by 1.3 million acres, and was above the highest grain trade estimate. The 2017 soybean
acreage is expected to increase or remain steady in 27 of the 31 major soybean producing
States, with twelve States expected to have record soybean acreage.
Soybean stocks on March 1, 2017, were listed at 1.73 billion bushels, which up 13
percent from 1.53 billion bushels on March 1, 2016, and compares to under 1 billion
bushels as recently as March 1, 2014. The March 1 soybean stocks estimate was toward
the high-end of the pre-report estimates by grain traders.
Wheat --- Intended total wheat plantings for 2017 are 49.6 million acres, which is down 8 percent
from the 2016 wheat acreage of 50 million acres, and has dropped 16 percent from 55
million planted acres in 2015. Significant declines in wheat acreage are expected in North
and South Dakota, Kansas, Nebraska, and Oklahoma.
Total wheat stocks on March 1, 2017, were listed at 1.66 billion bushels, which is up 21
percent from 1.37 billion bushels on March 1, 2016, but was close to grain trade estimates.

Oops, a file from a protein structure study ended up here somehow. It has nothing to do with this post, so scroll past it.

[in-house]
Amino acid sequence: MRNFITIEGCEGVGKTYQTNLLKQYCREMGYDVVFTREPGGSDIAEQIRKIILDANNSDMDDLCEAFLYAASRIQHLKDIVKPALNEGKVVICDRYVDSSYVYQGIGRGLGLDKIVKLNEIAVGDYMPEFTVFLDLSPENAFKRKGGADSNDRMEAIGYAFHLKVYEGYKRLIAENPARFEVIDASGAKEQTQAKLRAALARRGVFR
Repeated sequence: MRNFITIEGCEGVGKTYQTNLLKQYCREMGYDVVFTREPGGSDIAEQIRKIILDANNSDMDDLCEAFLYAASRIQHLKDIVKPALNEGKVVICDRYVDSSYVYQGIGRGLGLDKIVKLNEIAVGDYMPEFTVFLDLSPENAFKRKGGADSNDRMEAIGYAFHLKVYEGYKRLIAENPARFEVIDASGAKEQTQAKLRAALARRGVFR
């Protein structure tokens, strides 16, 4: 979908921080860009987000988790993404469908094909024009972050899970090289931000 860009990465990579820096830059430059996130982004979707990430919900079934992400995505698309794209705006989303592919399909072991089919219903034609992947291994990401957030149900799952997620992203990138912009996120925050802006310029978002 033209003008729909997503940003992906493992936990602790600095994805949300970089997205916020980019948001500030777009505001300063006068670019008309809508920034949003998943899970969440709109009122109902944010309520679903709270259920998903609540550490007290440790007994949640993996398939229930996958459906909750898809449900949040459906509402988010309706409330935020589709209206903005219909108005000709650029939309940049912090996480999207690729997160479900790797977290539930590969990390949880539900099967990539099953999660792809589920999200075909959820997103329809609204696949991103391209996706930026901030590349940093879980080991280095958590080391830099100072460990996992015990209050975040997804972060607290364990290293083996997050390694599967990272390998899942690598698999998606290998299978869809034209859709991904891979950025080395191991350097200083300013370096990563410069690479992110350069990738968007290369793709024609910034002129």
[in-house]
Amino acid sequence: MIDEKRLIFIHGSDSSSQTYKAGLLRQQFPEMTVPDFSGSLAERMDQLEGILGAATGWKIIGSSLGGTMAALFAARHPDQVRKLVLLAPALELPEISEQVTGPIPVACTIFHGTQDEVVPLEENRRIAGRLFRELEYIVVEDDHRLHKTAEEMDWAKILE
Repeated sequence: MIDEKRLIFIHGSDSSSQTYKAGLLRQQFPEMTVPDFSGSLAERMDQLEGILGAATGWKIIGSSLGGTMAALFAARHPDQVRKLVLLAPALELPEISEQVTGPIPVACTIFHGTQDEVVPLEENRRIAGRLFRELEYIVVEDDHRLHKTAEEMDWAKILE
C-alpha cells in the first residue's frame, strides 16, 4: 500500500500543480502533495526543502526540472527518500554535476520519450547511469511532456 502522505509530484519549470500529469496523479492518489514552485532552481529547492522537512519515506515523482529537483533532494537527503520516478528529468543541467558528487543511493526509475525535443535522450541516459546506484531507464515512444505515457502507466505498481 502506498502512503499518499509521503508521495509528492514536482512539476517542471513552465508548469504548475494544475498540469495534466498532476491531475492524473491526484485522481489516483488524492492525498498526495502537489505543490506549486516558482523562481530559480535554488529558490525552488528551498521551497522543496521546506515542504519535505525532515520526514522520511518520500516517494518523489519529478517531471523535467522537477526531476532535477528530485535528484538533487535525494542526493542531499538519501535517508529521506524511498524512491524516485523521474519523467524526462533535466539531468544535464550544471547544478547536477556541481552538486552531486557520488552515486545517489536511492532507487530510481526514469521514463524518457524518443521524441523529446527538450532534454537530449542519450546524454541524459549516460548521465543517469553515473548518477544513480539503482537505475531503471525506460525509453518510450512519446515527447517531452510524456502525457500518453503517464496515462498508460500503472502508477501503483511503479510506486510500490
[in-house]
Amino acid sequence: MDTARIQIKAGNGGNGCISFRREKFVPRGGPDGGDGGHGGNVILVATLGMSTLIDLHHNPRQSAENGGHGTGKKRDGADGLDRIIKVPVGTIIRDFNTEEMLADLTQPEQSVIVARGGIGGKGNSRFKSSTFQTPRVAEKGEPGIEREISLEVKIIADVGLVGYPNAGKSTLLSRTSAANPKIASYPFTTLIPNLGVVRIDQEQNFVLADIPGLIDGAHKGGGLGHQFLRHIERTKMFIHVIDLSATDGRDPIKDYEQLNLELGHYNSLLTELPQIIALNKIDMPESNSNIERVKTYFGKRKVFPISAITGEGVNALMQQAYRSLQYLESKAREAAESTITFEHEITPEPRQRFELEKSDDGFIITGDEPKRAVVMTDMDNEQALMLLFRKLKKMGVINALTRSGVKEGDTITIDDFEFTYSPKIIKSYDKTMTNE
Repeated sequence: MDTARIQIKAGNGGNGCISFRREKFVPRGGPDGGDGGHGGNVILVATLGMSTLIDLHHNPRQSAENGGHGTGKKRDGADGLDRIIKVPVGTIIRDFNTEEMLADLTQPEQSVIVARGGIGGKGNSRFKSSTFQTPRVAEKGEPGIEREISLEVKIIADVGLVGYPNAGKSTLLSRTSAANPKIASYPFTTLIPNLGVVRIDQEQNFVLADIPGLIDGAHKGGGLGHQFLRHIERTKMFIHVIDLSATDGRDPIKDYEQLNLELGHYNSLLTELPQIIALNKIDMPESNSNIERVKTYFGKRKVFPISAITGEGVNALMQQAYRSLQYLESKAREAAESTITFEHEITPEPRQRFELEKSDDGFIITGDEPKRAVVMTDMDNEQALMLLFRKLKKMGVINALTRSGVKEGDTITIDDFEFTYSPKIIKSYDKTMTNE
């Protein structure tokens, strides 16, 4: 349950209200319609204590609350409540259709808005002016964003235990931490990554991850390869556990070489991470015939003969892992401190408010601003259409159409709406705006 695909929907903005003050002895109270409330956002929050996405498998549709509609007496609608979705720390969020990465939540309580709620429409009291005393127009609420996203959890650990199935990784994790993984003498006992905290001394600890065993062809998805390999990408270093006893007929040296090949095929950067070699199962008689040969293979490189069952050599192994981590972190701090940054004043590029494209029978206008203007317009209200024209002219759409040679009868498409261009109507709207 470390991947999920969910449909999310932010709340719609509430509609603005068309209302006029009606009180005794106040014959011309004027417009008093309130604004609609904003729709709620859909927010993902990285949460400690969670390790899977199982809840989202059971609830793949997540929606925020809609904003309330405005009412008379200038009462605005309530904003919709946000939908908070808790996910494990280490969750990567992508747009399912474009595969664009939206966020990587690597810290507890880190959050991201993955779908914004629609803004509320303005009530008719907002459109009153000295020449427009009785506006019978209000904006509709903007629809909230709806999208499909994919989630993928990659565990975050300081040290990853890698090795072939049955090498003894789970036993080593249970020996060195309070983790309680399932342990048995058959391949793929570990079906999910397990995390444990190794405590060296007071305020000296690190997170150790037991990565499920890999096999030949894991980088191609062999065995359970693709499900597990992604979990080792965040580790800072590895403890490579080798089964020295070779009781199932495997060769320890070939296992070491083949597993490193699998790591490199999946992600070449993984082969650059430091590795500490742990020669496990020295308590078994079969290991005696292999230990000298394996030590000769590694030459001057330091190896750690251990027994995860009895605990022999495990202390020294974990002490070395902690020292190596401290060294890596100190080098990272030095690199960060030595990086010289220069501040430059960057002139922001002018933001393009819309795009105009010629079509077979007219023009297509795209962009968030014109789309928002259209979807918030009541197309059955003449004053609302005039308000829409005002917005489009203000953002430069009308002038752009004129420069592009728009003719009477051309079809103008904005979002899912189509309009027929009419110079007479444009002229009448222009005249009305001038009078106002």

Cotton --- Intended U.S. cotton plantings for 2017 are estimated at 12.26 million acres, which is up 21
percent from 2016 acreage levels, and is at the highest level since 2012.
The State-by-State Prospective Plantings Report for 2017 is also rather interesting. Minnesota corn growers are expected to plant 8.0 million acres of corn in 2017, which is down 5 percent from the 8.45 million acres planted in 2016. Minnesota farmers are expected to increase their planted soybean acres by 9 percent in 2017 to 8.25 million acres, which compares to 7.5 million acres in 2016. Prospective plantings for 2017 in Iowa indicated 13.3 million acres of corn, which is down 4 percent from the 13.9 million acres planted in 2016. The 2017 planted soybean acreage in Iowa is estimated at 10.1 million acres, which is 6 percent above the 9.5 million acres in 2016.